What we say when we talk about Orlando.

Michael Tew

In Orlando, on June 12, 2016, 49 people were killed and 53 wounded in the worst mass shooting in American history. They were not random people gathered together for a social occasion. They were at Pulse, a gay bar (not a bar that euphemistically “caters to LGBT clientele”). Lets be clear. The victims of this shooting rampage were members of LGBT communities and LGBT community allies or, at least, supporters. That critical element of what happened is getting increasingly lost in our public conversation. Initial press conferences regarding the tragedy had representation from nearly every conceivable official and constituency – except LGBT people. Mainstream media covering the murders seemed incapable of actually reporting what kind of nightclub Pulse is (or was). Almost as if they wanted to avoid offense by speaking the truth. This was a place for LGBT people and their (our) friends.  A kind of sanctuary. Not saying so suggests there is something wrong with that or something to hide. Something unspeakable. As we move forward, some media coverage has begun to include token voices from LGBT communities.  Good. Straight audiences need to hear from us. The headline is that the shooter went to an LGBT venue, a gay bar, and committed this heinous crime.

People who are uncomfortable dealing with LGBT people have seized the opportunity to talk about this event in the context of international terrorism. How fortunate for them that they can speak without actually talking about gay people. But people in a gay bar were attacked. Is that terrorism? Yes. It that a hate crime? Yes. Is it fair to call it homophobic terrorism? Probably yes.  Attacks on people in gay bars, or LGBT spaces writ large, are nothing really new (calling it terrorism – that’s new). At least its not new to people who have been in those spaces for the past hundred years (0r so). Its hard for mainstream culture, particularly public figures, politicians, media figures, etc., to talk about what LGBT people live with. But we have to talk about all of the features of this violence. Not just the parts that are more “accessible”  or less “universal.” That conversation masks the sexuality and gender of many of the victims (and the communities which occupy this space) while amplifying the role of Islamic “religion,” the availability of guns, or the faith of more than 1.6 billion people around the world who have nothing to do with these murders.

Again, let’s call it what it is. Omar Mateen, a violent and clearly twisted person, slaughtered 49 people in a gay bar. Maybe because he was inspired by the extremist ideology and brutality of ISIS (which masquerades as religion). Or, maybe he was inspired by the 10 U.S. Christian pastors who have advocated for the execution of gay people during the last 10 years (yes, there are sources on that, you are welcome to ask but first just look up Scott Lively, Kevin Swanson, Curtis Knapp, Steven Anderson). They are also extremists masquerading their ideology as religion (Christianity), but perhaps they are less easy to talk about (especially when 3 GOP presidential candidates appeared on stage with Swanson). This so called “radical Islam” is not Islam, just like those extremists pastors are not Christianity. But they both have followers. So while we can call this an act of terror, until there is actual evidence that some group specifically orchestrated this massacre rather than inspiring the horrible actions of a home grown homophobe and ISIS sympathizer, we should recognize the shooting as the homophobia that it is. The same hatred for LGBT people advocated by religious extremists in many places, not just Islam.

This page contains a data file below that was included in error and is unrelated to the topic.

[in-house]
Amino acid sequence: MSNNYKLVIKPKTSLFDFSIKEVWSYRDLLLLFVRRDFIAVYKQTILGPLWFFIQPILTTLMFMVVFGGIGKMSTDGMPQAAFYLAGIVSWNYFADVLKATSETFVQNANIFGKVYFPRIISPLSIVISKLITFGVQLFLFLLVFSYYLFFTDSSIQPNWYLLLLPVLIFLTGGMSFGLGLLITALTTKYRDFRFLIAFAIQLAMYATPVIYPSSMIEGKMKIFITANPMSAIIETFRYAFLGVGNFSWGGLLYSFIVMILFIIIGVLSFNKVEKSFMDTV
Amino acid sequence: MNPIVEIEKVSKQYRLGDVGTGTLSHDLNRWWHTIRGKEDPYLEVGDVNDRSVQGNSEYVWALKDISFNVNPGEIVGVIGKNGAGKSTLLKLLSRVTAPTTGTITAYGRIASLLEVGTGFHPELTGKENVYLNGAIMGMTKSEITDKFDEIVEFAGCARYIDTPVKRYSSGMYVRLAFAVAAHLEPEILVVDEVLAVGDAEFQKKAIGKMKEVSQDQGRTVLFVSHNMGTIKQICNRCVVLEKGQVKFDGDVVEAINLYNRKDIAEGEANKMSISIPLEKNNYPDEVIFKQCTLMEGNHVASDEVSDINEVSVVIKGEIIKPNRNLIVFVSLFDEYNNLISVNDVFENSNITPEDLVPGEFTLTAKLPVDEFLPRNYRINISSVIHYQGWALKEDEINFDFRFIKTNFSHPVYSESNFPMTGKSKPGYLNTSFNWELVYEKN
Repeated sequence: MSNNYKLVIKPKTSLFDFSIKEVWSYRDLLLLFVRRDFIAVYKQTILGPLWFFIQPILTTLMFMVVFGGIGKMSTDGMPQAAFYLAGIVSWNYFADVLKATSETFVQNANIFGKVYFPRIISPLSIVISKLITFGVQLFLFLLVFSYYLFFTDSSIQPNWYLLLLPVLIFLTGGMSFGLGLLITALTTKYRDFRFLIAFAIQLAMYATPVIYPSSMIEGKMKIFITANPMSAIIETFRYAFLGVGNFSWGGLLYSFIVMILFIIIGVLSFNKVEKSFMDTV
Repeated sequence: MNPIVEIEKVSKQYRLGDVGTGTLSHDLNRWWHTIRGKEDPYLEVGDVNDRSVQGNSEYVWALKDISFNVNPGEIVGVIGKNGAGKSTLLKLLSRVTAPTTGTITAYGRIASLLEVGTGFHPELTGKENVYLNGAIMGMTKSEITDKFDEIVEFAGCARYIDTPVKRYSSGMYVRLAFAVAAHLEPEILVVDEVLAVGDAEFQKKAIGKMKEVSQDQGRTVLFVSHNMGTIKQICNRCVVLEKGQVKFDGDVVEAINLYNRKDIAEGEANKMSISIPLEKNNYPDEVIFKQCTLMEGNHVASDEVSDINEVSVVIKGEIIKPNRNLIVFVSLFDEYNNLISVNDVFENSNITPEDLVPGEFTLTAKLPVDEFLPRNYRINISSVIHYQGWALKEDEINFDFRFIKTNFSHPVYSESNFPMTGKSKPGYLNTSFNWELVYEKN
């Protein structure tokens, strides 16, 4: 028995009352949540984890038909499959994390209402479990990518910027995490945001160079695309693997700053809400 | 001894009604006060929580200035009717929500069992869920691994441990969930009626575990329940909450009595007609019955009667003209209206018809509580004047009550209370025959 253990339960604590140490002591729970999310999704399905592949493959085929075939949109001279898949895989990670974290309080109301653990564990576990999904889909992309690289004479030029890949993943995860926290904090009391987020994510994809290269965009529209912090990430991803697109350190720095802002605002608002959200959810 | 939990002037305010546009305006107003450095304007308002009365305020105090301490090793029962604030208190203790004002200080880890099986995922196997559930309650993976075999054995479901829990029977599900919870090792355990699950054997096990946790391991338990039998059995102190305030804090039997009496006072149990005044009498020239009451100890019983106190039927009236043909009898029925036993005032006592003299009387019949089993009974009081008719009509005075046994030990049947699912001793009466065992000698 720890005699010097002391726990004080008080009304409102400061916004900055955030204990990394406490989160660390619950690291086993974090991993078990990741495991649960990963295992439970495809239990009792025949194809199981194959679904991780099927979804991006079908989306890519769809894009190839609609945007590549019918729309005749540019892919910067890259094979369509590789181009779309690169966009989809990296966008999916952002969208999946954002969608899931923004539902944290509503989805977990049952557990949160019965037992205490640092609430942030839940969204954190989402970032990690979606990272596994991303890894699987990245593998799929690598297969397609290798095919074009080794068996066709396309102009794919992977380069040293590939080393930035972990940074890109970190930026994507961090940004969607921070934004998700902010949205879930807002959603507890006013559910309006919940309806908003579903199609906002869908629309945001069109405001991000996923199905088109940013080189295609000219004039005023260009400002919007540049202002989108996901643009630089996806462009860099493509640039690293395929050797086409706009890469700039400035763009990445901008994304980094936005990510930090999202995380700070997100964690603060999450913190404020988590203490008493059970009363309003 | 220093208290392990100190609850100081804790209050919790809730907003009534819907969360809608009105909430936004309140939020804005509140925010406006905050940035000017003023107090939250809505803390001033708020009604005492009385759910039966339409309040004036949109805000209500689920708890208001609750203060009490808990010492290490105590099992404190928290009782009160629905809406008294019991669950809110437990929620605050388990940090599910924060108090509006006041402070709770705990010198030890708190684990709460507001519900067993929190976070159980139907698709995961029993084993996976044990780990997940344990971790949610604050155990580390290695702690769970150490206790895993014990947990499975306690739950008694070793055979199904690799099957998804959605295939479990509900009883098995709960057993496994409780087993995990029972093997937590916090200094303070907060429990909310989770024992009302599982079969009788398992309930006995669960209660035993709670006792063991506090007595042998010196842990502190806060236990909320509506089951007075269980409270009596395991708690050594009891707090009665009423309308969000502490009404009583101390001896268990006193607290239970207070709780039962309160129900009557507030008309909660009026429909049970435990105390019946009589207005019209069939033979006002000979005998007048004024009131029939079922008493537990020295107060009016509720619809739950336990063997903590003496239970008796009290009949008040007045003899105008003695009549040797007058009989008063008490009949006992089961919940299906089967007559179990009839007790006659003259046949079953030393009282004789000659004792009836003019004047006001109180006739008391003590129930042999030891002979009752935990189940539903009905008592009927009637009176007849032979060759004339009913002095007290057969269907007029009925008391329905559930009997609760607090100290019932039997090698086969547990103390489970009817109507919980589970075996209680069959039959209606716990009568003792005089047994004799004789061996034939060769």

We need to talk about all of it. To privilege one dimension of the conversation quiets too many, deeply entrenched issues and needed voices. We have to talk about all of the bad and all of the heroes and love that come out of this tragedy. Both are there. There are straight and LGBT, there are all religions, there are people with a platform and people who express their love and support with simple, quiet actions. We need to recognize and talk about all of it.

 

 

 

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About Equality Research Center

The mission of the Equality Research Center is to promote, support, and disseminate research focused on Lesbian, Gay, Bisexual, and Transgender equality and human rights. The Center is dedicated to the advancement of Equality by connecting academic, evidence based research to community action, public policy, and curricular innovation.
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